Pope Benedict focuses chapter 2 of his book on the great "Eschatological Discourse" of Jesus found in the synoptic Gospels (Matthew 24, Mark 13, Luke 21). In reference to the account in Matthew, Pope Benedict acknowledges that it may be the "most difficult text in the whole of the Gospels (26-27)." Benedict divides this chapter into three areas, The End of the Temple, Times of the Gentiles, and Prophecy and Apocalyptic in the Eschatological Discourse.
End of the Temple
Here we read the very stark words by Jesus that God is withdrawing. The events of 70AD are on the horizon. As Pope Benedict says, "God himself is announcing that he is to depart from the Temple, to leave it "empty" (26). While reading through this section all I could think of was the account of the Glory of the Lord leaving the Temple and Jerusalem before the fall of the First Temple, found in the early part of Ezekiel.
"A historical change of incalculable significance was in the air." -p. 26
"Jesus' words here are intended as continuations of tradition rather than literal descriptions of things to come." -p. 27
I love the quote from St. Gregory Nazianzen, on page 34, which proposes that our patient God only imposes on man things that he is ready for. (He is speaking in particular about the role of the Temple sacrifices and worship in general.)
"That he foretold the demise of the Temple--its theological demise, that is, from the standpoint of salvation history--is beyond doubt." -p. 34-35
"When Paul applies the word hilasterion to Jesus, designating him as the seal of the Ark of the Covenant and thus as the locus of the presence of the living God, the entire Old Testament theology of worship (and with it all the theologies of worship in the history of religions) is "preserved and unsurpassed" and raised to a completely new level. Jesus himself is the presence of the living God. God and man, God and the world, touch one another in him." -p. 39-40
The Time of the Gentiles
"From the content, it is clear that all three Synoptic Gospels recognize a time of the Gentiles: the end of time can come only when the Gospel has been brought to all peoples." -p. 42
Then comes some interesting comments about the relation of the Jews to God's plan and the Church's mission.
"The essential point is that these times were both asserted and foretold and that, above all else and prior to any calculation of their duration, they had to be understood and were understood by the disciples in terms of a mission: to accomplish now what had been proclaimed and demanded--by bringing the Gospel to all peoples." -p. 43
"Here I should like to recall the advice given by Bernard of Clairvaux to his pupil Pope Eugene II on this matter. He reminds the Pope that his duty of care extends not only to Christians, but: 'You also have obligations toward unbelievers, whether Jew, Greek, or Gentile' (De Consideratione III/I,2). Then he immediately corrects himself and observes more accurately: 'Granted, with regard the Jews, time excuses you; for them a determined point in time has been fixed, which cannot be anticipated. The full number of the Gentiles must come in first. But what do you say about these Gentiles?...Why did it seem good to the Fathers...to suspend the word of faith while unbelief was obdurate? Why do we suppose the word that runs swiftly stopped short? (De Consideratione III/I, 3).'" -p. 44-45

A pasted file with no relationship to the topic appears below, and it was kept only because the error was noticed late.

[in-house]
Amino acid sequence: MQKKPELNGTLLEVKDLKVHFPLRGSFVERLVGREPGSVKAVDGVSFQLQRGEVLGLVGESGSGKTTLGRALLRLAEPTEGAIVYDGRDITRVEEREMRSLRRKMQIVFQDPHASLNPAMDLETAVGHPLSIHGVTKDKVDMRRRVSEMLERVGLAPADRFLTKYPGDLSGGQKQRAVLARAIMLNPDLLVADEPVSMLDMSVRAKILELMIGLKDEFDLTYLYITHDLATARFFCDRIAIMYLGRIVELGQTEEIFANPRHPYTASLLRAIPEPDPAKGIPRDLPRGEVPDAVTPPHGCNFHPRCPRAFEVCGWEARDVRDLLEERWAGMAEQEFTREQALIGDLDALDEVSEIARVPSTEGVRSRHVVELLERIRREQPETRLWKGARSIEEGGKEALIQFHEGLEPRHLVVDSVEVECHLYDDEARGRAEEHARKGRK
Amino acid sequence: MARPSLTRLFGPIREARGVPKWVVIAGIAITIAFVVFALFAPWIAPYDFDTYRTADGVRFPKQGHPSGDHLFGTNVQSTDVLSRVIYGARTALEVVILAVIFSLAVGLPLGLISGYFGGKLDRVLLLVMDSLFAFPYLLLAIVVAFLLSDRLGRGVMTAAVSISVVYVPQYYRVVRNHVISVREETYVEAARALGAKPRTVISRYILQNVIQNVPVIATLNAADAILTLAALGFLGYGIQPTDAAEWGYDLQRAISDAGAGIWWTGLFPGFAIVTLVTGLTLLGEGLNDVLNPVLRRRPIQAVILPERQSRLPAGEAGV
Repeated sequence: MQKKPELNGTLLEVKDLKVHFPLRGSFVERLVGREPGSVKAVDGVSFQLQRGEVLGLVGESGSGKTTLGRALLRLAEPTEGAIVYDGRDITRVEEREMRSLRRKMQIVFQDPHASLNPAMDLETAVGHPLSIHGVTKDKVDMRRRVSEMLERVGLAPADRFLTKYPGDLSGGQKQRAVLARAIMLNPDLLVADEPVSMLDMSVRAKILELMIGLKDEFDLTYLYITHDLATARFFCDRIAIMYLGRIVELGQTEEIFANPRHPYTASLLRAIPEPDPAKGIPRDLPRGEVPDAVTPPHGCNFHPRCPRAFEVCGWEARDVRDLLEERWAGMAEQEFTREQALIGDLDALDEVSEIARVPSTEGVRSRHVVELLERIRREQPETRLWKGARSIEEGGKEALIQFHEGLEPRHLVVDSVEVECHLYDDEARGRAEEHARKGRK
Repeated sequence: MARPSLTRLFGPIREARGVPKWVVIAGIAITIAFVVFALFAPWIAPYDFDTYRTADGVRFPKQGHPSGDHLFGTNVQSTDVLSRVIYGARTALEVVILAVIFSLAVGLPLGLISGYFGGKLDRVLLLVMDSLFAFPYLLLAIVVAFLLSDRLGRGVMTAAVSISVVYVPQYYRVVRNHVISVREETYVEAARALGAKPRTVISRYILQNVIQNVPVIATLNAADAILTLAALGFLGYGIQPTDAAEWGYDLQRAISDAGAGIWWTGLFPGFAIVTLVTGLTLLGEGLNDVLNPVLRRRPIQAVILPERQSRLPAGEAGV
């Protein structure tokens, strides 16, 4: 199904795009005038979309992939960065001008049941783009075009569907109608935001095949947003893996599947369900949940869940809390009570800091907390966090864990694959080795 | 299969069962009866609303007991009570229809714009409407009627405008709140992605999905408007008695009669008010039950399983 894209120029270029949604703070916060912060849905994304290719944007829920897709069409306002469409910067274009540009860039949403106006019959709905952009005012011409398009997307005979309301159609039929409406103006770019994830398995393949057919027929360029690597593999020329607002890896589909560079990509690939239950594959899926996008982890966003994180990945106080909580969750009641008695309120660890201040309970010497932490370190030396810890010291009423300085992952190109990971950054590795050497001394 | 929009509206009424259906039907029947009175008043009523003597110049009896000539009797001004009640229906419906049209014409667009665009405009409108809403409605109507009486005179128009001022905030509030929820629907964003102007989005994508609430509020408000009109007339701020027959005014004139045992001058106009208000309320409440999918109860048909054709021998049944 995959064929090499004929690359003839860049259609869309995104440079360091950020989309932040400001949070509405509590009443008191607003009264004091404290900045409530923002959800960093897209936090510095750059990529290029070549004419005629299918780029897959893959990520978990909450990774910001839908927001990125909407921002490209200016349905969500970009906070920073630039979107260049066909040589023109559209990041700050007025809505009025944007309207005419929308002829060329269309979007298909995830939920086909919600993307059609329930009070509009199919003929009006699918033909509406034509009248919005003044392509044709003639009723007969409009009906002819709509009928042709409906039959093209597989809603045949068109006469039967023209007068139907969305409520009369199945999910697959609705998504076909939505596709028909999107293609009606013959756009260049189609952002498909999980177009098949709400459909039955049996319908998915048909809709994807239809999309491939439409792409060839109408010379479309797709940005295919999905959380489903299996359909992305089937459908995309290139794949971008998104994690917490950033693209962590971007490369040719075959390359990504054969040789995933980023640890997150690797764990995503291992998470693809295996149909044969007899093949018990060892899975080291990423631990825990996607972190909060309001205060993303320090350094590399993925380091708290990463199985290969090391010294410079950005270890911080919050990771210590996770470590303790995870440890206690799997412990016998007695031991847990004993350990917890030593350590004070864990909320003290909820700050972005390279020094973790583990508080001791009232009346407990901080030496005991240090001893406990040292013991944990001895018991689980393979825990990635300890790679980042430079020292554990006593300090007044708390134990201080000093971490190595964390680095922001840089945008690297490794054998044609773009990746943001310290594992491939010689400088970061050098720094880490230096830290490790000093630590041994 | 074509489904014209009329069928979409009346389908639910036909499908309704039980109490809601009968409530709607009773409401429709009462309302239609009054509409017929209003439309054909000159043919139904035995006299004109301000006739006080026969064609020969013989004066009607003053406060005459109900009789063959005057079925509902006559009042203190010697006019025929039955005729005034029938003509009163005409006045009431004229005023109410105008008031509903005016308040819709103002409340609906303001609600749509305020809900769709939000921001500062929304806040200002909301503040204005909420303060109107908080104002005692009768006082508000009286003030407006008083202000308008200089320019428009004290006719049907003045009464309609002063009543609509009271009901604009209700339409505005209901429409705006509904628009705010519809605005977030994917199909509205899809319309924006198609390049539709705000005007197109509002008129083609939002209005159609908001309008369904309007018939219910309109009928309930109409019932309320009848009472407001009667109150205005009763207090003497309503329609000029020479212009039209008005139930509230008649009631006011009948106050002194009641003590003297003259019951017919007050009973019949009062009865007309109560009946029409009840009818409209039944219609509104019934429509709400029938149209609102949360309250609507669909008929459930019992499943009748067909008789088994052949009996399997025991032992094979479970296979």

Is the Pope saying we should not evangelize the Jews? I don't think he is saying that, certainly not in the individual, person to person sense. I think this has more to do with corporate vs. individual evangelization. The Church is called to take the Gospel to the Gentiles during this Age. In this way, Benedict is emphasizing the Church's first mission which is to "go to the nations" as Christ commissions in Matthew 28:19. The conversion of the Jews, corporately, is in God's hands, as suggested by Benedict's quote from Brem on page 45 as well as the one below. What do you think?
Prophecy and Apocalyptic in the Eschatological Discourse
"Israel is in the hands of God, who will save it "as a whole" at the proper time, when the number of the Gentiles is complete." -p. 46
"What is striking here is that this text is largely composed of Old Testament passages, especially from the book of Daniel, but also from Ezekiel, Isaiah, and other scriptural texts." -p. 49
"The old apocalypic text is given a personalist dimension: at its heart we now find the person of Jesus himself, who combines into one the lived present and the mysterious future." -p. 50
"The personalistic focus, this transformation of the apocalyptic visions--which still corresponds to the inner meaning of the Old Testament images--is the original element in Jesus' teaching about the end of the world: this is what it is all about." -p. 51
"Jesus' apocalyptic words have nothing to do with clairvoyance. Indeed, they are intended to deter us from mere superficial curiosity about observable phenomenona (LK 17:20) and to lead us toward the essential: toward life built upon the word of God that Jesus gives us; toward an encounter with him, the living Word; toward responsibility before the Judge of the living and the dead." -p. 52
With that last quote, all I can say is a hearty Amen!